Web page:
By most measures, Louisville’s air quality has been pretty good this summer.
Typically, ozone is the pollutant that causes the problems: local pollution gets trapped in the Ohio River valley and cooks under the hot summer sun. A notoriously bad year for ozone was 2012, but since then Louisville hasn’t had any days that exceeded the federal ozone standard.
But this year’s Fourth of July celebrations caused problems with another type of air pollution: particulate matter, or soot, which is linked to health problems like aggravated asthma and respiratory problems.
This year, for the first time since 2010, Louisville exceeded the federal 24-hour standard on July 4.
The reason the city doesn’t routinely exceed the standard every Fourth of July is partially because the way the measurement is calculated. It’s a 24-hour average for particulate matter, or PM, that goes from midnight to midnight. If people don’t start shooting off fireworks until later in the evening, the pollution is effectively divided between two different days, APCD spokesman Tom Nord says.
“Just by the nature of how the standard works, you’d see a spike, you could clearly see a lot of PM in the air, on our monitoring data around 9, 10, 11:00, 12:00, 1:00, 2:00,” he said. “And then it dissipates as people go to bed and they stop shooting fireworks off.”
So the fact that the city hasn’t officially exceeded the standard in the past few years is sort of a technicality; the fireworks set off on the Fourth of July still increased the amount of particulate matter in the city’s air, just not enough all at once to trigger an exceedance.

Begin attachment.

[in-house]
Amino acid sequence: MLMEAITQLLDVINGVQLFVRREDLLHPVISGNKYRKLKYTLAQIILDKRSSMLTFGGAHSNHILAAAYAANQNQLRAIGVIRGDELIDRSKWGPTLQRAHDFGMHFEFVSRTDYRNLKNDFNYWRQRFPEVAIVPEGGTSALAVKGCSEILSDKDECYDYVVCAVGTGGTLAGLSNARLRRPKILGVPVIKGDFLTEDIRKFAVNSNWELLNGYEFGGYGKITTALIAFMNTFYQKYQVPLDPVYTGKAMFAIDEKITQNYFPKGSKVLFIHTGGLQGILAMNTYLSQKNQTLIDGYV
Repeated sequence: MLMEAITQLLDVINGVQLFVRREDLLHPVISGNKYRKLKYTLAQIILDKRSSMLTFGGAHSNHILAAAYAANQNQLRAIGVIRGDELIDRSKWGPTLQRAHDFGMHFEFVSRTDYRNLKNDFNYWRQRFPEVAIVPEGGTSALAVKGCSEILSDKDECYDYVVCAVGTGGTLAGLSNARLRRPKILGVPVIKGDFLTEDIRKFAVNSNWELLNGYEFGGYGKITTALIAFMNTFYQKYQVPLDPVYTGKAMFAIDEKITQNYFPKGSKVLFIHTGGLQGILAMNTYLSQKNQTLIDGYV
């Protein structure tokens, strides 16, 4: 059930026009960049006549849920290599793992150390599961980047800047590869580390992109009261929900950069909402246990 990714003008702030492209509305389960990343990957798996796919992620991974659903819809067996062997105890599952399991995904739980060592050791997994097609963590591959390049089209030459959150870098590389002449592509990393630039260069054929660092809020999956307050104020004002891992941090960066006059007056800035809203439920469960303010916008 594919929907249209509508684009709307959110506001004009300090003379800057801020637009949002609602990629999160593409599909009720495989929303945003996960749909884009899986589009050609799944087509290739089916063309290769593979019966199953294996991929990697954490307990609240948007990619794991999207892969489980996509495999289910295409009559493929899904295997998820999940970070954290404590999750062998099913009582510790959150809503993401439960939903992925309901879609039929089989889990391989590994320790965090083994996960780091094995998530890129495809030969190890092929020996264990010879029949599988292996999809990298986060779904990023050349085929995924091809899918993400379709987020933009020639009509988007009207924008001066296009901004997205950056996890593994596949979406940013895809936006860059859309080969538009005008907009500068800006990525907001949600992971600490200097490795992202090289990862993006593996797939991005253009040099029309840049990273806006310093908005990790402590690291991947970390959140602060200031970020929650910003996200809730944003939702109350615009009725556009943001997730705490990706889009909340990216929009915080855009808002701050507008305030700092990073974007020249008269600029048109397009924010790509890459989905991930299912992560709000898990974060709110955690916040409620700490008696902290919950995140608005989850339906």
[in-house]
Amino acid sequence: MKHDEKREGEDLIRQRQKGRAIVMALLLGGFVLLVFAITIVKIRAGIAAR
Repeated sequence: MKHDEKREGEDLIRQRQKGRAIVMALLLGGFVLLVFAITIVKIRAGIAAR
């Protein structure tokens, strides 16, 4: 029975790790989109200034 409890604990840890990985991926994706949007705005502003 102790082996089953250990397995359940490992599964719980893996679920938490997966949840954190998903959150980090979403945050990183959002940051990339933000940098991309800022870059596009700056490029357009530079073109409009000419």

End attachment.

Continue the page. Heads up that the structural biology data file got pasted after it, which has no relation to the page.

“We were very upfront,” Nord says, about previous years. “Obviously there was a lot of PM in the air. And if you were out there, you were breathing it. But it didn’t make an official exceedance.”
But this year was different, perhaps because the cancellation of the large city-wide fireworks display at Waterfront Park caused neighborhoods to ramp up their own celebrations. All the monitors around town recorded spikes, but one was high enough to exceed the standard—the Southwick Community Center monitor at 3621 Southern Avenue.
Right now, the exceedance isn’t officially on the books. Once it’s confirmed, Nord says the Air Pollution Control District will likely ask the EPA to classify the exceedance as an “exceptional event”—it’s not something that’s routine for Louisville’s air—and if the EPA agrees the exceedance will be essentially erased from the record.